Rao, Aparna VS and Ravishankar, HN and Ramasarma, T (1996) Vanadium Catalysis in Bromoperoxidation Reaction. In: Archives of Biochemistry And Biophysics, 334 (01). pp. 121-134.
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Peroxidative bromination of phenol red to its tetrabromo derivative, bromophenol blue, required vanadate in addition to H2O2 when carried out in the pH range of 5-7. Excess H2O2, with ratio of H2O2:vanadate of 2:1 and above, prevented the reaction. Diperoxovanadate, known to be formed in such reaction mixtures, was ineffective by itself and needed uncomplexed vanadate (V-v) or vanadyl (V-iv) to support bromination. Bromide-assisted reduction of the excess vanadate to vanadyl appeared to be an essential secondary reaction. In the absence of phenol red oxygen was released, and concomitantly bromide was oxidized to a form competent to brominate phenol red added after termination of oxygen release. These findings indicated participation of reactions leading to an intermediate derived from vanadyl and diperoxovanadate, previously described from this laboratory (Arch. Biochem. Biophys. 316, 319-326, 1995). Continuous bromination of phenol red occurred when glucose oxidase-glucose system was used as a source of continuous flow of H2O2. A scheme of reactions involving peroxovanadates (mono-, di-, mu-, and bromo-) is proposed for the formation and utilization of an active brominating species and for the recycling of the product, mono-peroxovanadate, by H2O2, which explains the catalytic role of vanadium in the bromoperoxidation reaction.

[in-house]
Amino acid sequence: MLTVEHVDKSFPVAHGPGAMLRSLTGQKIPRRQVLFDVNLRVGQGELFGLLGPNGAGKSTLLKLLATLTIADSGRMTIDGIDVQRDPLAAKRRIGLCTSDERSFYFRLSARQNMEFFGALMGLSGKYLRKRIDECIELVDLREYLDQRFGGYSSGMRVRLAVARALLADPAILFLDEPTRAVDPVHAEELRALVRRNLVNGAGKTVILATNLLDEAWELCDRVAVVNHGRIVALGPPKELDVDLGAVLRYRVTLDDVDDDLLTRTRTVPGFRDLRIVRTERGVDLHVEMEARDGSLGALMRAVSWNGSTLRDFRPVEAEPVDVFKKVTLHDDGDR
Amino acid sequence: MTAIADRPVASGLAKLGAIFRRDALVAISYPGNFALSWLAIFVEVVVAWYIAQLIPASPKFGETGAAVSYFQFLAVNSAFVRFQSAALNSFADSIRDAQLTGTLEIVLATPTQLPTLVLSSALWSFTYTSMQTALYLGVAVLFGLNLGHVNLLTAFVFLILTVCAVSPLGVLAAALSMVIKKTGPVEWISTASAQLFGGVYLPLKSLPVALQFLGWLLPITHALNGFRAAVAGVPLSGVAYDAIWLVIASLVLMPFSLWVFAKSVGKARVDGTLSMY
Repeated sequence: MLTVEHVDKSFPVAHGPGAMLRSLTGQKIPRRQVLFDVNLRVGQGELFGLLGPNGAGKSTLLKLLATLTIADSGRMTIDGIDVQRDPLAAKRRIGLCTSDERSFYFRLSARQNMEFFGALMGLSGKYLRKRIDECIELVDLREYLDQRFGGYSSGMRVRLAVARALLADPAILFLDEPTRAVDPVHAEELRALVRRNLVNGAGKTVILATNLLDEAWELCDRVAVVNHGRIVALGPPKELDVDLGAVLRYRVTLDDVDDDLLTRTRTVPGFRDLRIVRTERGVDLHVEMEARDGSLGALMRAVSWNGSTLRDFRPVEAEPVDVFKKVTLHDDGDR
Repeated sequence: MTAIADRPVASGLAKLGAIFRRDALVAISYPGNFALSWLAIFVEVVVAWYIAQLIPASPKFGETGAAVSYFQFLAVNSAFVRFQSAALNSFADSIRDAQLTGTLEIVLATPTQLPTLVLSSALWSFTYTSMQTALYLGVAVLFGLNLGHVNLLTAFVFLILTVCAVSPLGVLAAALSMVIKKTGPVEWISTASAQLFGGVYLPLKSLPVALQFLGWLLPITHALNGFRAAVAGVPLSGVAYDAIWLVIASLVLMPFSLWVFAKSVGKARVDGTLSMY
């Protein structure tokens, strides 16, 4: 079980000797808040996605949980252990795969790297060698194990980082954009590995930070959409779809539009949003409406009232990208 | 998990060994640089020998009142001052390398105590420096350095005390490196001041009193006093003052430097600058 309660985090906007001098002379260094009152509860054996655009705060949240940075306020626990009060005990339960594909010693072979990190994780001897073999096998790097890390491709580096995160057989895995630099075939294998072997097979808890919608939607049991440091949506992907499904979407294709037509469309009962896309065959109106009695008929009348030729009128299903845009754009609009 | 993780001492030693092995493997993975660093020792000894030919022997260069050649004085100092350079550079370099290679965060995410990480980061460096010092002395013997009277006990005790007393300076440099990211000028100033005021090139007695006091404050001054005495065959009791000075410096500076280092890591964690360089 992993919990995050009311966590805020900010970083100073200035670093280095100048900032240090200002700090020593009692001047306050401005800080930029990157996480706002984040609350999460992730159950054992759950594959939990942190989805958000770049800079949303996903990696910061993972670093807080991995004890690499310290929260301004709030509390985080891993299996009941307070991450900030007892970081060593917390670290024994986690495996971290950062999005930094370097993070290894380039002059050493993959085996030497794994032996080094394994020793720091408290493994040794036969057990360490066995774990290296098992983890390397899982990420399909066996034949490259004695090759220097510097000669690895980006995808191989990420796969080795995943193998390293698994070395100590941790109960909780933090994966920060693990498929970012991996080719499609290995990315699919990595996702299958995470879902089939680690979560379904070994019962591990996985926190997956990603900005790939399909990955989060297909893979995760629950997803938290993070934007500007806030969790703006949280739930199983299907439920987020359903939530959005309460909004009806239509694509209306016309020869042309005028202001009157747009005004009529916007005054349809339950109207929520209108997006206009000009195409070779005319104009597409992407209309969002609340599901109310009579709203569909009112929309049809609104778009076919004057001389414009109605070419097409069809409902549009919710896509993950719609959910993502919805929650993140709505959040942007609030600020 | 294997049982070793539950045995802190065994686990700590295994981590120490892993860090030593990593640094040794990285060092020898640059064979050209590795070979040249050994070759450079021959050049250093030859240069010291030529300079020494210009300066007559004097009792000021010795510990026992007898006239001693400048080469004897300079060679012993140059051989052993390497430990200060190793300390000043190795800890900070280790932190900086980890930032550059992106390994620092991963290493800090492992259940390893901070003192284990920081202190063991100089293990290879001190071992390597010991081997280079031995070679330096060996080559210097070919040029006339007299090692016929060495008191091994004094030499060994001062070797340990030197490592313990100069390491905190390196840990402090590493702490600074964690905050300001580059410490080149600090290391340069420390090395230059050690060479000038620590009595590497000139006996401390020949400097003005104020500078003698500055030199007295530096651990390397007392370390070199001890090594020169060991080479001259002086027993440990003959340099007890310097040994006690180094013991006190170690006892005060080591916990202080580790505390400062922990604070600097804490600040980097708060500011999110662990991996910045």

|Item Type:||Journal Article|
|Additional Information:||Copyright of this article belongs to Academic Press.|
|Keywords:||bromoperoxidation; vanadium catalysis; diperoxovanadate; vanadate; vanady.|
|Department/Centre:||Division of Biological Sciences > Biochemistry|
|Date Deposited:||04 Dec 2009 07:47|
|Last Modified:||19 Sep 2010 05:28|
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